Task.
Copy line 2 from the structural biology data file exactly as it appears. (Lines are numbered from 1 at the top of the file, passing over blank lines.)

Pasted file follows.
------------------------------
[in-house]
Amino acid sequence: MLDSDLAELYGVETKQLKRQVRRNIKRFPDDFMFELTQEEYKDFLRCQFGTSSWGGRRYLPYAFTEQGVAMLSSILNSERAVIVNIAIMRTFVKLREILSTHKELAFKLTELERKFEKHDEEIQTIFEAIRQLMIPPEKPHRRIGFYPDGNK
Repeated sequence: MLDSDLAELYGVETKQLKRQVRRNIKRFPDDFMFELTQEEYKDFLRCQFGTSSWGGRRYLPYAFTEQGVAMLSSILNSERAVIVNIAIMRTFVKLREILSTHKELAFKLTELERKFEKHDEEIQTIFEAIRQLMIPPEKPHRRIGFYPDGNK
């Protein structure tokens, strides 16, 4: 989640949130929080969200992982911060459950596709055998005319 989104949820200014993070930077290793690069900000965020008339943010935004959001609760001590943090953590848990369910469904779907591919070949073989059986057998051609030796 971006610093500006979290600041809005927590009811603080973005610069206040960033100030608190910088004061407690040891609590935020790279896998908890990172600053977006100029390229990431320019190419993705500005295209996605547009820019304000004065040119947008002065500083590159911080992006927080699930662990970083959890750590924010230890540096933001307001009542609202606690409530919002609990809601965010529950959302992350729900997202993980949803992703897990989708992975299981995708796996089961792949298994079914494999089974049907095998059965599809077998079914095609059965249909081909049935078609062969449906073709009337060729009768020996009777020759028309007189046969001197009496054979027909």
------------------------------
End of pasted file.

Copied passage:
Amino acid sequence: MLDSDLAELYGVETKQLKRQVRRNIKRFPDDFMFELTQEEYKDFLRCQFGTSSWGGRRYLPYAFTEQGVAMLSSILNSERAVIVNIAIMRTFVKLREILSTHKELAFKLTELERKFEKHDEEIQTIFEAIRQLMIPPEKPHRRIGFYPDGNK